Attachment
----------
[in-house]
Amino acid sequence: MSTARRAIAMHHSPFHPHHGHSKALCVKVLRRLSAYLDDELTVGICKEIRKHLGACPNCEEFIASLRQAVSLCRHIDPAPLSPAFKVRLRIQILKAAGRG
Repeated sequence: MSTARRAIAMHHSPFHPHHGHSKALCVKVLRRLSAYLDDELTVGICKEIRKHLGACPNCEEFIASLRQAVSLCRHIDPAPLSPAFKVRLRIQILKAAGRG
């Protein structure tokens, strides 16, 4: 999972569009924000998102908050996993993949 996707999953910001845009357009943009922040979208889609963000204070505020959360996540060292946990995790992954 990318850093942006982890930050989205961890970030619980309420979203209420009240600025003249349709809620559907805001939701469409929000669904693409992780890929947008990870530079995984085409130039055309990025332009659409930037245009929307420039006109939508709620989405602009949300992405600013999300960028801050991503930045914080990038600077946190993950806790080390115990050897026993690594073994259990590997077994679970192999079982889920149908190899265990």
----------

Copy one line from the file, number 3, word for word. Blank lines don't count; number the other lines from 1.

Repeated sequence: MSTARRAIAMHHSPFHPHHGHSKALCVKVLRRLSAYLDDELTVGICKEIRKHLGACPNCEEFIASLRQAVSLCRHIDPAPLSPAFKVRLRIQILKAAGRG